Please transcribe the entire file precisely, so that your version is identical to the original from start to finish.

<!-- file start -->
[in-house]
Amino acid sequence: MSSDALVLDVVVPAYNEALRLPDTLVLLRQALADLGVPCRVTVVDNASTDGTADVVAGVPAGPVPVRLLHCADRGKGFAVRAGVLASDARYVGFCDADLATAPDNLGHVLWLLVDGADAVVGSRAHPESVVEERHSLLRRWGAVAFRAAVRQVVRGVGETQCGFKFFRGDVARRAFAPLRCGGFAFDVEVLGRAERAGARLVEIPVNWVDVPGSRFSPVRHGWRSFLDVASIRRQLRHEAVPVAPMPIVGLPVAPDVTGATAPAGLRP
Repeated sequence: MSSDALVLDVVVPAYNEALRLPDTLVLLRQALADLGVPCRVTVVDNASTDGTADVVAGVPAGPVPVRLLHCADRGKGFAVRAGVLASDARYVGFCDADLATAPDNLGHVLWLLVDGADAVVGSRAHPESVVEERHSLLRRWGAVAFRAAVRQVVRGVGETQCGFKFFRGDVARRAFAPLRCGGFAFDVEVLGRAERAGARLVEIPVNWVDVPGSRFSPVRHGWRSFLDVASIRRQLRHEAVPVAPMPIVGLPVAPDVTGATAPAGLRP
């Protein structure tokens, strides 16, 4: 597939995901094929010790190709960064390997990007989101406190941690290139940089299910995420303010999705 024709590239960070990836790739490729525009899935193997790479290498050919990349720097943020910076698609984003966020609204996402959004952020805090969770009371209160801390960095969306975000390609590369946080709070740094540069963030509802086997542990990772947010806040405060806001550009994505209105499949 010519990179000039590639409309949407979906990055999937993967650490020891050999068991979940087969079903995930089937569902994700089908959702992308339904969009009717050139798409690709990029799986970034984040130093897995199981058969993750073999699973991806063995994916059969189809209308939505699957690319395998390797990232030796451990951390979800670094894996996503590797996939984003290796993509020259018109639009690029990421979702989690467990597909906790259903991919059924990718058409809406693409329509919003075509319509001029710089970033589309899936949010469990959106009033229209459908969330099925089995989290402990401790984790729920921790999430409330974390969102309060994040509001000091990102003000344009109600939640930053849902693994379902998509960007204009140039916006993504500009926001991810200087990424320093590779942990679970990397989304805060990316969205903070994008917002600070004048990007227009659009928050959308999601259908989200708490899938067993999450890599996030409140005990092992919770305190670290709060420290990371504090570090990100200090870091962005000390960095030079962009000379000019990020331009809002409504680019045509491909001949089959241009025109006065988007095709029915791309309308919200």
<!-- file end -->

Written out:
[in-house]
Amino acid sequence: MSSDALVLDVVVPAYNEALRLPDTLVLLRQALADLGVPCRVTVVDNASTDGTADVVAGVPAGPVPVRLLHCADRGKGFAVRAGVLASDARYVGFCDADLATAPDNLGHVLWLLVDGADAVVGSRAHPESVVEERHSLLRRWGAVAFRAAVRQVVRGVGETQCGFKFFRGDVARRAFAPLRCGGFAFDVEVLGRAERAGARLVEIPVNWVDVPGSRFSPVRHGWRSFLDVASIRRQLRHEAVPVAPMPIVGLPVAPDVTGATAPAGLRP
Repeated sequence: MSSDALVLDVVVPAYNEALRLPDTLVLLRQALADLGVPCRVTVVDNASTDGTADVVAGVPAGPVPVRLLHCADRGKGFAVRAGVLASDARYVGFCDADLATAPDNLGHVLWLLVDGADAVVGSRAHPESVVEERHSLLRRWGAVAFRAAVRQVVRGVGETQCGFKFFRGDVARRAFAPLRCGGFAFDVEVLGRAERAGARLVEIPVNWVDVPGSRFSPVRHGWRSFLDVASIRRQLRHEAVPVAPMPIVGLPVAPDVTGATAPAGLRP
């Protein structure tokens, strides 16, 4: 597939995901094929010790190709960064390997990007989101406190941690290139940089299910995420303010999705 024709590239960070990836790739490729525009899935193997790479290498050919990349720097943020910076698609984003966020609204996402959004952020805090969770009371209160801390960095969306975000390609590369946080709070740094540069963030509802086997542990990772947010806040405060806001550009994505209105499949 010519990179000039590639409309949407979906990055999937993967650490020891050999068991979940087969079903995930089937569902994700089908959702992308339904969009009717050139798409690709990029799986970034984040130093897995199981058969993750073999699973991806063995994916059969189809209308939505699957690319395998390797990232030796451990951390979800670094894996996503590797996939984003290796993509020259018109639009690029990421979702989690467990597909906790259903991919059924990718058409809406693409329509919003075509319509001029710089970033589309899936949010469990959106009033229209459908969330099925089995989290402990401790984790729920921790999430409330974390969102309060994040509001000091990102003000344009109600939640930053849902693994379902998509960007204009140039916006993504500009926001991810200087990424320093590779942990679970990397989304805060990316969205903070994008917002600070004048990007227009659009928050959308999601259908989200708490899938067993999450890599996030409140005990092992919770305190670290709060420290990371504090570090990100200090870091962005000390960095030079962009000379000019990020331009809002409504680019045509491909001949089959241009025109006065988007095709029915791309309308919200």